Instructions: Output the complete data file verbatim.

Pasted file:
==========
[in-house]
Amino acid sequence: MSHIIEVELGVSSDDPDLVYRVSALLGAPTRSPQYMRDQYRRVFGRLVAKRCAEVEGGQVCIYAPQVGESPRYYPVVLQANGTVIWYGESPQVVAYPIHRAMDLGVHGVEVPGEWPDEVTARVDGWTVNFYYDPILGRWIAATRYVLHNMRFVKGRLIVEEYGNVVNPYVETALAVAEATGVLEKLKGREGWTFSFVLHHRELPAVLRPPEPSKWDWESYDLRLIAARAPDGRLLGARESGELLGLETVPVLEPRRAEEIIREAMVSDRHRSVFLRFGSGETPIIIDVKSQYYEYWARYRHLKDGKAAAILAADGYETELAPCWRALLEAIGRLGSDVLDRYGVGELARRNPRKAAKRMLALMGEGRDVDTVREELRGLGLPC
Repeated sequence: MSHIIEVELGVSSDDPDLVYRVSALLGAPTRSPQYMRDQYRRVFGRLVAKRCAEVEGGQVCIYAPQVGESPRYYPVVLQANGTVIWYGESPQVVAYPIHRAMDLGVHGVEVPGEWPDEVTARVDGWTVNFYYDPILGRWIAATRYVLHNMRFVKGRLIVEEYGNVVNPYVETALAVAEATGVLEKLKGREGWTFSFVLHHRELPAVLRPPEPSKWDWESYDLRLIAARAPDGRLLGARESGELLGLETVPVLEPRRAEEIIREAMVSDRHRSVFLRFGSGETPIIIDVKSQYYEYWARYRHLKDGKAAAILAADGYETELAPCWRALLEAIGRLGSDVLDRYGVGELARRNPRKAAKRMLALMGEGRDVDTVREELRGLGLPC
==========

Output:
[in-house]
Amino acid sequence: MSHIIEVELGVSSDDPDLVYRVSALLGAPTRSPQYMRDQYRRVFGRLVAKRCAEVEGGQVCIYAPQVGESPRYYPVVLQANGTVIWYGESPQVVAYPIHRAMDLGVHGVEVPGEWPDEVTARVDGWTVNFYYDPILGRWIAATRYVLHNMRFVKGRLIVEEYGNVVNPYVETALAVAEATGVLEKLKGREGWTFSFVLHHRELPAVLRPPEPSKWDWESYDLRLIAARAPDGRLLGARESGELLGLETVPVLEPRRAEEIIREAMVSDRHRSVFLRFGSGETPIIIDVKSQYYEYWARYRHLKDGKAAAILAADGYETELAPCWRALLEAIGRLGSDVLDRYGVGELARRNPRKAAKRMLALMGEGRDVDTVREELRGLGLPC
Repeated sequence: MSHIIEVELGVSSDDPDLVYRVSALLGAPTRSPQYMRDQYRRVFGRLVAKRCAEVEGGQVCIYAPQVGESPRYYPVVLQANGTVIWYGESPQVVAYPIHRAMDLGVHGVEVPGEWPDEVTARVDGWTVNFYYDPILGRWIAATRYVLHNMRFVKGRLIVEEYGNVVNPYVETALAVAEATGVLEKLKGREGWTFSFVLHHRELPAVLRPPEPSKWDWESYDLRLIAARAPDGRLLGARESGELLGLETVPVLEPRRAEEIIREAMVSDRHRSVFLRFGSGETPIIIDVKSQYYEYWARYRHLKDGKAAAILAADGYETELAPCWRALLEAIGRLGSDVLDRYGVGELARRNPRKAAKRMLALMGEGRDVDTVREELRGLGLPC